Dave Meltzer Discusses The Monday Night Wars, Three Hour RAWs, UFC's Rise, WCW Folding, More

The original idea was Triple H to turn and they Triple H decided he wasn't going to turn. But even with Triple H as the face and Austin as the heel -- that's not what the public wanted, either.

WrestlingINC: Maybe it's always been like this, but it seemed like it was during that time when the company really wanted to prove the audience wrong if it wasn't in their agenda.

Meltzer: Yeah. From the beginning of wrestling, it was always, 'We're going to sell you on what we want.' It's always been like that, every promoter's been like that. So, I don't think that was different. But, I do agree with you in that I don't think those old promoters -- when they did that -- had the mentality of we're going to prove the audience wrong. That did become the thing.

I think in WCW as well. During the Monday night wars era, it became an antagonism. I think that's the prevalence of the Internet. They would read stuff and get mad and, 'We're going to prove you guys wrong.' I think that that's different than the '70's and the '80's where the promoters have their story and they're going to tell their story and the public is going to accept their story. But, it wasn't, 'We're going to prove you wrong.' And the 'we're going to prove you wrong' stuff did come into effect in the '90's and 2000's.

WrestlingINC: It just seemed like during the late '90s at least, when Austin or Rocky caught fire, they would go with it more. Now, if someone catches fire that they weren't responsible for, it seems like they try to book to prove you wrong. The prove that they shouldn't have caught fire.

Meltzer: Yeah! That's unique. WCW did that, though. Remember when the West Texas Rednecks for no reason other than that they had this feud idea that back-fired. Then, the first thing they did was take them off television. That was the weirdest promotion. I've never seen a company try not to get people over.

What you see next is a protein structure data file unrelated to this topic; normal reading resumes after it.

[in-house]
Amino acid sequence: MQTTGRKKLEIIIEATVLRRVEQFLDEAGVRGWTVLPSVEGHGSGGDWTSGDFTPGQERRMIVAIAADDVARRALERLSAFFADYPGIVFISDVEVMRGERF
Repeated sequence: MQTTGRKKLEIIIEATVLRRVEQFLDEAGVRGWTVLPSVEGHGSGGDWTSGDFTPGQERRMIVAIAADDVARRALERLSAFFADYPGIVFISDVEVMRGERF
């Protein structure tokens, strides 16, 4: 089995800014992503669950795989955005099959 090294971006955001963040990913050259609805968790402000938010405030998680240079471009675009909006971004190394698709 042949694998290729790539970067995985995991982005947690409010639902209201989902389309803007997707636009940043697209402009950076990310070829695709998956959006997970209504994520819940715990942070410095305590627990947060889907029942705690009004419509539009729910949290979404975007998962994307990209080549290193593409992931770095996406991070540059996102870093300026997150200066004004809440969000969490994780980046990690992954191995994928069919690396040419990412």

There were examples after examples. 'Wow, this angle is handed to you. Go with it, you can get this new guy over.' I know people who would pitch ideas for guys and they were great ideas. They would tell me, 'We've got this idea...' They were for under card guys! It was just, 'We don't want to do angles with them.' It was just doing crappy angles with everybody else.

What it was was that there were certain guys there who were guarding their spots who just brainwashed people into thinking nobody else knew how to draw money. So, anything for any of those other guys -- including some guys who were big stars who had drawn money in the past -- but they were all bad-mouthed and people were protecting their spots. Some of those guys were never really big stars, either.

It was a weird thing. Yeah, we see that in WWE now. But, I saw that in WCW, also.

WrestlingINC: The only difference I saw in WCW was that it seemed like the top stars were in management's ear to bring people down. Now, it doesn't seem like that's the case as much and that it's just directly from management. Which makes less sense to me.

With WCW, it was bad for growth, it was bad for the company but I understood that the top guys wanted to keep their spot. Now, why wouldn't you go with something that's catching fire?

Meltzer: Now, what you've got this mentality that it's not real. Unless you look this way, you can't be a star. So, when you have a guy who gets over who doesn't look this way, it's like, 'OK, the people are cheering for them but they're not really over.' That was the difference. And, you know, sometimes, you look at TV ratings and TV ratings are a funny thing.

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